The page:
It has no doubt been an active Atlantic hurricane season so far, and we are not even at the peak of it yet. The peak of hurricane season every year is mid-September.
Your Local Weather Authority has been tracking two different systems in the tropics: Tropical Storm Laura and Tropical Depression Fourteen, which will likely become Tropical Storm Marco this weekend. Both are expected to strengthen into hurricanes at some point.
Here’s a look at the two tracks:
See anything interesting when you compare them here? Hmm... it looks like both of them are headed into Gulf of Mexico close to the same time.
Take a look below:
Could they actually run into each other?
I don’t think so, but it bears watching. I can’t rule out the prospect that they are close enough for one system to rob the other of some energy, which would allow one to strengthen and the other to weaken. It is also not out of the realm of possibility for something called the “Fujiwhara effect” to occur.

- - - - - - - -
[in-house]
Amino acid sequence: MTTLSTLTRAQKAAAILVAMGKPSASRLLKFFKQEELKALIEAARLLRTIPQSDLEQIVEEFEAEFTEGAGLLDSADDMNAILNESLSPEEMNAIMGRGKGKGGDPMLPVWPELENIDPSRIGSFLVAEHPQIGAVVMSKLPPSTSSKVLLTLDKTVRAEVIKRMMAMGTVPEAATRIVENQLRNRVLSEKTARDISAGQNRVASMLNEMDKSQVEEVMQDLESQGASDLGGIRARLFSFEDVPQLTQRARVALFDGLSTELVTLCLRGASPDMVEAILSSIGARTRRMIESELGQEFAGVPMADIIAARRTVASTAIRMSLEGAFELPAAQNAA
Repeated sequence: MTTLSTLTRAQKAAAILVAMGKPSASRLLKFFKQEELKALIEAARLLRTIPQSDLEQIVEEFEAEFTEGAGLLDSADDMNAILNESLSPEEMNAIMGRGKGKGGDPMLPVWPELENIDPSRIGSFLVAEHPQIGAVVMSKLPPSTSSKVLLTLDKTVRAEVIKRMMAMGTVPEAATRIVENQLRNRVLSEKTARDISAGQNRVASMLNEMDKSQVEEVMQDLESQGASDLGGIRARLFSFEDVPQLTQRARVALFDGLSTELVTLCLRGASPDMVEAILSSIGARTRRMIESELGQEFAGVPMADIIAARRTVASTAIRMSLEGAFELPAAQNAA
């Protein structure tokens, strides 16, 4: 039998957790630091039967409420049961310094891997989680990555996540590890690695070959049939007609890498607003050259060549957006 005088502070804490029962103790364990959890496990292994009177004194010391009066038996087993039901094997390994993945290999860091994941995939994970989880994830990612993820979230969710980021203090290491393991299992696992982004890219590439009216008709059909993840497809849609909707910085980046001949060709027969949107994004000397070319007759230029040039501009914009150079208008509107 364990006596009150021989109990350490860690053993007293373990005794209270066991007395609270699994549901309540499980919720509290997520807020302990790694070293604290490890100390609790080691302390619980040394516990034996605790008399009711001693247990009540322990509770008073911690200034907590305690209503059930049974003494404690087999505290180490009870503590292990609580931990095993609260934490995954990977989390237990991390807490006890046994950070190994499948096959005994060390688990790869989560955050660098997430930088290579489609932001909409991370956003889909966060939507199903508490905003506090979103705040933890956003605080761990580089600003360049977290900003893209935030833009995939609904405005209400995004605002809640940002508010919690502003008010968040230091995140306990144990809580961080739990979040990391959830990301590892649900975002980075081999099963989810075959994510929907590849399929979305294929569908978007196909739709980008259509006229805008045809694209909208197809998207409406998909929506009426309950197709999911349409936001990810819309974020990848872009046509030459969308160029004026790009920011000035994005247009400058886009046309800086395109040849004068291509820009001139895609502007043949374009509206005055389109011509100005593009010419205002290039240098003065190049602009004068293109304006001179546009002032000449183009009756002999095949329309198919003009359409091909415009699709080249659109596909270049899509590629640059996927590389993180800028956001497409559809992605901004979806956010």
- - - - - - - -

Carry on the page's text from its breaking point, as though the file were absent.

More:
What is the “Fujiwhara effect”?
So, let’s get a little more in-depth into meteorology here. The “Fujiwhara effect” means that the two systems are so close to each other that they begin to spin around a common center, or around each other. But for two to become one? Not likely. It looks like they are a little too far apart and will be about a day away from each reaching the closest point to the other.
Regardless, south Florida all the way through Texas will want to keep a really close on the tropics this weekend into early-to-mid next week. We could have two tropical systems making landfall within about 24 hours of each other (on Tuesday and Wednesday).
Will we see any impact from any of these tropical systems?
It is too early to tell. If we were to see any rain from one or the other, it would be very late next week.
Please stay tuned!